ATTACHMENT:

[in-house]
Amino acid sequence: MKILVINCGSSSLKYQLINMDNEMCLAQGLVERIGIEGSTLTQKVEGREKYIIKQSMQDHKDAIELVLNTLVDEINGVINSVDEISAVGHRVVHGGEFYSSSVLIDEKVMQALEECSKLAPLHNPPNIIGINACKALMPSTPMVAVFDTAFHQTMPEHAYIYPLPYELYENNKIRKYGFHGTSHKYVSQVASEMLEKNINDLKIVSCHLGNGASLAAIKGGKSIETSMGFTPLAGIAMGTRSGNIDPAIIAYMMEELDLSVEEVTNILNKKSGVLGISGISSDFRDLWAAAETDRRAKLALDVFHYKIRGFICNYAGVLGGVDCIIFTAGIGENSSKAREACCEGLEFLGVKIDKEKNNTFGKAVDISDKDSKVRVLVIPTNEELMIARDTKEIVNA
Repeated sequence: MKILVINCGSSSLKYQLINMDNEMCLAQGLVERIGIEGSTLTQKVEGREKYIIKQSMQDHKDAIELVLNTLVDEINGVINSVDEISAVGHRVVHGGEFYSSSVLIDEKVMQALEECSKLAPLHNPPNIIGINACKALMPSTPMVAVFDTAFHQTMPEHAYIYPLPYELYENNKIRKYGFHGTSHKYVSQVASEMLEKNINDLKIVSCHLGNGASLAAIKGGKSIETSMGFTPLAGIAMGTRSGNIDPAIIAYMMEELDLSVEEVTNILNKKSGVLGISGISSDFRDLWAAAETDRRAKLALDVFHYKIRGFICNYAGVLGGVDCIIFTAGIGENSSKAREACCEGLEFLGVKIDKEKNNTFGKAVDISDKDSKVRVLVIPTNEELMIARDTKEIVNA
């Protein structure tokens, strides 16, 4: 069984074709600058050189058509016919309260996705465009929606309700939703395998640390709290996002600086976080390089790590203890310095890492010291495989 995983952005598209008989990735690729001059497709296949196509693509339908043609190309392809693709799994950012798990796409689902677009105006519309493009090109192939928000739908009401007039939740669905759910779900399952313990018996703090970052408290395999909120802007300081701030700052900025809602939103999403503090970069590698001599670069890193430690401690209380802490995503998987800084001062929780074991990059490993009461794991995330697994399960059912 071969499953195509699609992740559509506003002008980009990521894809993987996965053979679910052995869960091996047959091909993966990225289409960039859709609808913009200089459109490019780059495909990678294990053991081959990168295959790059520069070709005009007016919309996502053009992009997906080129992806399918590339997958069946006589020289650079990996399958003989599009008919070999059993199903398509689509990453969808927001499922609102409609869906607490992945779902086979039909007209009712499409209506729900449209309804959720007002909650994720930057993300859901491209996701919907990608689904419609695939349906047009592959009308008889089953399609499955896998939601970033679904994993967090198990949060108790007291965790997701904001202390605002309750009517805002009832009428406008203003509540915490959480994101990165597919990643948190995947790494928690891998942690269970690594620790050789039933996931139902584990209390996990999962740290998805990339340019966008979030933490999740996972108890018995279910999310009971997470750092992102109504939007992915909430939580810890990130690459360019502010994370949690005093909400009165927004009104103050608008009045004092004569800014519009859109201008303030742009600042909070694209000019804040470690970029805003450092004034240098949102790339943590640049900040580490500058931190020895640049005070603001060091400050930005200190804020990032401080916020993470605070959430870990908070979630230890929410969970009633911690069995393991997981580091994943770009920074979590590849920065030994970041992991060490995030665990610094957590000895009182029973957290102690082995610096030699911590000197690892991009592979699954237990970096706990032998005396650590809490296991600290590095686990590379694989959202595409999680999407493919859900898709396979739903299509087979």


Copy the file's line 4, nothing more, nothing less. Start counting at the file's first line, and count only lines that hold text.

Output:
């Protein structure tokens, strides 16, 4: 069984074709600058050189058509016919309260996705465009929606309700939703395998640390709290996002600086976080390089790590203890310095890492010291495989 995983952005598209008989990735690729001059497709296949196509693509339908043609190309392809693709799994950012798990796409689902677009105006519309493009090109192939928000739908009401007039939740669905759910779900399952313990018996703090970052408290395999909120802007300081701030700052900025809602939103999403503090970069590698001599670069890193430690401690209380802490995503998987800084001062929780074991990059490993009461794991995330697994399960059912 071969499953195509699609992740559509506003002008980009990521894809993987996965053979679910052995869960091996047959091909993966990225289409960039859709609808913009200089459109490019780059495909990678294990053991081959990168295959790059520069070709005009007016919309996502053009992009997906080129992806399918590339997958069946006589020289650079990996399958003989599009008919070999059993199903398509689509990453969808927001499922609102409609869906607490992945779902086979039909007209009712499409209506729900449209309804959720007002909650994720930057993300859901491209996701919907990608689904419609695939349906047009592959009308008889089953399609499955896998939601970033679904994993967090198990949060108790007291965790997701904001202390605002309750009517805002009832009428406008203003509540915490959480994101990165597919990643948190995947790494928690891998942690269970690594620790050789039933996931139902584990209390996990999962740290998805990339340019966008979030933490999740996972108890018995279910999310009971997470750092992102109504939007992915909430939580810890990130690459360019502010994370949690005093909400009165927004009104103050608008009045004092004569800014519009859109201008303030742009600042909070694209000019804040470690970029805003450092004034240098949102790339943590640049900040580490500058931190020895640049005070603001060091400050930005200190804020990032401080916020993470605070959430870990908070979630230890929410969970009633911690069995393991997981580091994943770009920074979590590849920065030994970041992991060490995030665990610094957590000895009182029973957290102690082995610096030699911590000197690892991009592979699954237990970096706990032998005396650590809490296991600290590095686990590379694989959202595409999680999407493919859900898709396979739903299509087979």